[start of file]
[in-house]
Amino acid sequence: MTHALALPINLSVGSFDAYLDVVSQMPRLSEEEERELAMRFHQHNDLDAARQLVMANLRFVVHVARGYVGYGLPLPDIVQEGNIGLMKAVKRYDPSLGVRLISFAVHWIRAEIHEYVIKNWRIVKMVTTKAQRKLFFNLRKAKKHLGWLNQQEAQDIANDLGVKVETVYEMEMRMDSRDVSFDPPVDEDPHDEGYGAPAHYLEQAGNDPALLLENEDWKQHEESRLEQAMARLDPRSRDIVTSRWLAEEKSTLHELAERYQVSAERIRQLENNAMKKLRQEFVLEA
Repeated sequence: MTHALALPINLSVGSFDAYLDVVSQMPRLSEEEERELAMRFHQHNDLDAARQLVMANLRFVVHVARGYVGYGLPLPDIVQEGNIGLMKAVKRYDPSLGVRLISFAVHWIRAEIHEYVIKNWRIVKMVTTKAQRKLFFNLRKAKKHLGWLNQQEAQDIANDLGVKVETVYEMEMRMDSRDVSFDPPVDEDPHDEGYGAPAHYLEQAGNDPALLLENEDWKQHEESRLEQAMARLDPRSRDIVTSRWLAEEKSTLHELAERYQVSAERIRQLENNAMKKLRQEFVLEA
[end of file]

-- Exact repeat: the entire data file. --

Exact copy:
[in-house]
Amino acid sequence: MTHALALPINLSVGSFDAYLDVVSQMPRLSEEEERELAMRFHQHNDLDAARQLVMANLRFVVHVARGYVGYGLPLPDIVQEGNIGLMKAVKRYDPSLGVRLISFAVHWIRAEIHEYVIKNWRIVKMVTTKAQRKLFFNLRKAKKHLGWLNQQEAQDIANDLGVKVETVYEMEMRMDSRDVSFDPPVDEDPHDEGYGAPAHYLEQAGNDPALLLENEDWKQHEESRLEQAMARLDPRSRDIVTSRWLAEEKSTLHELAERYQVSAERIRQLENNAMKKLRQEFVLEA
Repeated sequence: MTHALALPINLSVGSFDAYLDVVSQMPRLSEEEERELAMRFHQHNDLDAARQLVMANLRFVVHVARGYVGYGLPLPDIVQEGNIGLMKAVKRYDPSLGVRLISFAVHWIRAEIHEYVIKNWRIVKMVTTKAQRKLFFNLRKAKKHLGWLNQQEAQDIANDLGVKVETVYEMEMRMDSRDVSFDPPVDEDPHDEGYGAPAHYLEQAGNDPALLLENEDWKQHEESRLEQAMARLDPRSRDIVTSRWLAEEKSTLHELAERYQVSAERIRQLENNAMKKLRQEFVLEA